Was Johann Conrad Dippel, born Konrad Dippel von Frankenstein at Frankenstein Castle, the first Dr. Frankenstein?
In “Maladies and Remedies of the Life of the Flesh” (1736), Dippel claimed to have discovered both the Elixir of Life AND demon-exorcising potions he brewed up from boiled animal bones and flesh.
He believed that, using a specially designed funnel, souls could be transferred from one corpse to another.
A theologian, philosopher and alchemist, Dippel was always getting into trouble because of his opinions and problems with managing money. He was banned from several countries, including Russia and Sweden.
He was eventually imprisoned for heresy, where he served a seven-year sentence.
Was he, as a former acolyte said, a “most vile devil … who attempted wicked things”?
first Dr. Frankenstein – Elixir of Life
Dippel developed a universal medicine – the elixir vitae (elixir of life) – by distilling charred animal bones, hides, and hooves.
At one point, Dippel attempted to purchase Castle Frankenstein in exchange for his formula. The offer was turned down.
Dippel’s Oil was dark, thick, and smelly. But people happily bought it well into the 19th century, and it was said to cure a number of ailments, including fevers, colds, bad nerves, and epilepsy. It was also very useful as an insecticide and sheep dip!
Briefly, it was a chemical warfare harassing agent during the desert campaign of World War II. The oil was used to make wells undrinkable and dehydrate the enemy.
Modern scientists have analyzed it and discovered that it’s a powerful muscle stimulant.
first Dr. Frankenstein – An Avid Dissector
There’s no proof that Dippel performed gruesome experiments to transfer the soul of one corpse into another. He did however, experiment quite frequently with dead animals, of which he was an ““avid dissector””
Dippel set up a lab near Wittgenstein for alchemical experiments, and it is at this point in his life that historical records become shadowy. At least one local minister apparently accused Dippel of grave robbing, experimenting on cadavers, and keeping company with the Devil.
Dippel kept to himself and his work. It’s possible that he encouraged rumors that he had sold his soul to the Devil in exchange for secret knowledge, to increase sales of his Philosopher’s Stone and the Elixir of Life.
Dippel’s death was as mysterious as his life.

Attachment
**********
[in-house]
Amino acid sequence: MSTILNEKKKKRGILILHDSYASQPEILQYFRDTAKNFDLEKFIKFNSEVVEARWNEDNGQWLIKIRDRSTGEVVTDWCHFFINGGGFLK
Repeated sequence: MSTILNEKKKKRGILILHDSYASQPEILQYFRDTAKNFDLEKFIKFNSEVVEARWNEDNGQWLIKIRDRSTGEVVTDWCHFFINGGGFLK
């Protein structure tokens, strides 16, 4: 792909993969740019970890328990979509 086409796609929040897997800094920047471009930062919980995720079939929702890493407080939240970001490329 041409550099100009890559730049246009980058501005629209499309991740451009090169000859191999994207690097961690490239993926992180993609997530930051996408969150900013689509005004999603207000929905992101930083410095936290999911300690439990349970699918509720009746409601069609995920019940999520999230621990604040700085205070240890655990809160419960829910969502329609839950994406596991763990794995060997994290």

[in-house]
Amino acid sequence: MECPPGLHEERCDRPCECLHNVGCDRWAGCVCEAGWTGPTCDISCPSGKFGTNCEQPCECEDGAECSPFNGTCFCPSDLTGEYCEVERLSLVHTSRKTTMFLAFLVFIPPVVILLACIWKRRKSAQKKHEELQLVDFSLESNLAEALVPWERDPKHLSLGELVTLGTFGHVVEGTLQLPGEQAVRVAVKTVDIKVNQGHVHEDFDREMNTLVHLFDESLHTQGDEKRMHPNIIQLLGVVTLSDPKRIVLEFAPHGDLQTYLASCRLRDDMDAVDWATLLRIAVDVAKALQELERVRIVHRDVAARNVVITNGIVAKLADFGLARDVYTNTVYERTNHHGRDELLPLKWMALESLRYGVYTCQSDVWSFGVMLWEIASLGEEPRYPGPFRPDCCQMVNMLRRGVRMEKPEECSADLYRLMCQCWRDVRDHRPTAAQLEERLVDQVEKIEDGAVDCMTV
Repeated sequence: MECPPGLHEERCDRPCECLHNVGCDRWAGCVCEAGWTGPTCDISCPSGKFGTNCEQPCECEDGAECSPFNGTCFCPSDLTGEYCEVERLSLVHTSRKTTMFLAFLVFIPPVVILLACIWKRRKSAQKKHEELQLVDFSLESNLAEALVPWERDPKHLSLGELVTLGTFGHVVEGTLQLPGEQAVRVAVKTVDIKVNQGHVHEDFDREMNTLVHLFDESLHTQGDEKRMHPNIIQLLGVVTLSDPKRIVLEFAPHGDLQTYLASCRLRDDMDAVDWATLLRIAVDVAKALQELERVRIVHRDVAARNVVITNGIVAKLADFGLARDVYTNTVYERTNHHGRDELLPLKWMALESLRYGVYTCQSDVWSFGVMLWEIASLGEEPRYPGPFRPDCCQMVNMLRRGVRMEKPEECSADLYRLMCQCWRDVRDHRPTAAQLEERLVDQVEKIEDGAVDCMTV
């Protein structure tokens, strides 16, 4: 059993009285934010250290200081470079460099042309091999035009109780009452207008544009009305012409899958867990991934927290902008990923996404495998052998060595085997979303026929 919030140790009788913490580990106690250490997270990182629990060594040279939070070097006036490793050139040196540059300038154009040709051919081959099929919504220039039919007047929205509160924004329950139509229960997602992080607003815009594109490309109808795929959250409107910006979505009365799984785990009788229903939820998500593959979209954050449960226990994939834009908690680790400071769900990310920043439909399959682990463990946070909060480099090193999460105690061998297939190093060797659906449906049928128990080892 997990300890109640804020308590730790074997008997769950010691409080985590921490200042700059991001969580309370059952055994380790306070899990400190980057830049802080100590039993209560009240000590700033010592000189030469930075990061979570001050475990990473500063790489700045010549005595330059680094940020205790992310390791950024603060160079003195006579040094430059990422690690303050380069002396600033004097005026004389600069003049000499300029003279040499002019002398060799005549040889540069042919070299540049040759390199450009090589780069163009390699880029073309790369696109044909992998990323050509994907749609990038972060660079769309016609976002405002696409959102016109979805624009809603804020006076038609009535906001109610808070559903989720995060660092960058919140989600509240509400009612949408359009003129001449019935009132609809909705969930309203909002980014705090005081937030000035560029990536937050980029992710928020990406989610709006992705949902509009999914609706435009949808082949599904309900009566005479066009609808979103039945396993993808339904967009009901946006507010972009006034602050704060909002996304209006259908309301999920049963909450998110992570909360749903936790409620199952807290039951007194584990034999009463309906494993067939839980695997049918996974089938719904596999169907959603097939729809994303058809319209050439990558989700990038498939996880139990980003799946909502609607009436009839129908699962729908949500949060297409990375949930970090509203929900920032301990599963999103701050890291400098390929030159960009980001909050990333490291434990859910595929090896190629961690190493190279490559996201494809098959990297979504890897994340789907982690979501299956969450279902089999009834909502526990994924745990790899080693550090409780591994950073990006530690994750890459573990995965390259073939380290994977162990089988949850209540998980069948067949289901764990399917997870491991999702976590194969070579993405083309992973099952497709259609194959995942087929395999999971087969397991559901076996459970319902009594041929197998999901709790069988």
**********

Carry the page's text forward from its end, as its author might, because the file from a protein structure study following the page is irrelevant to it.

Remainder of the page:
In a final flourish, Dippel published a pamphlet claiming that he had invented an elixir of life that would allow him to live until the age of 135. Ironically, he died only one year later.
Probably, he died of a stroke. But in another more bizarre version of his death, he drank some of Prussian blue dye (his accidental invention), thinking it would extend life.
Instead he poisoned himself, and, when found, his body had turned entirely blue.
first Dr. Frankenstein – The Frankenstein Connection
Image source : Richard Rothwell [Public domain], via Wikimedia Commons
Dippel may have been a model for Mary Shelley’s novel Frankenstein.
This idea was probably first suggested by Radu Florescu in his book ““In Search of Frankenstein“. He surmises that Mary Wollstonecraft Godwin visited the castle during her travels on the Rhine with Percy Shelley.
Here, they might have heard stories about Dippel, the notorious local legend.
The Shelleys briefly met students of the University of Strasbourg, of which Dippel was once a student; these students could have told them stories about the infamous alumnus.
In addition, the Shelleys knew several members of the so-called “Kreis der Empfindsamen”, a literary circle that met in Darmstadt from 1769 to 1773. Castle Frankenstein was often the location for their public readings, so possibly Dippel’s legends could have come up during conversation.
Of one thing we can be certain. From this group of travelling friends – Lord Byron, John Polidari, Percy Shelly, Mary Godwin and Claire Clairmont – we have two eternal monsters : “Frankenstein” and “The Vampyre”.
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Siobhan O’Shea is a freelance writer. She writes about pretty much everything but especially likes to bring readers’ attention to new tech, marketing, human behavior, and other oddities.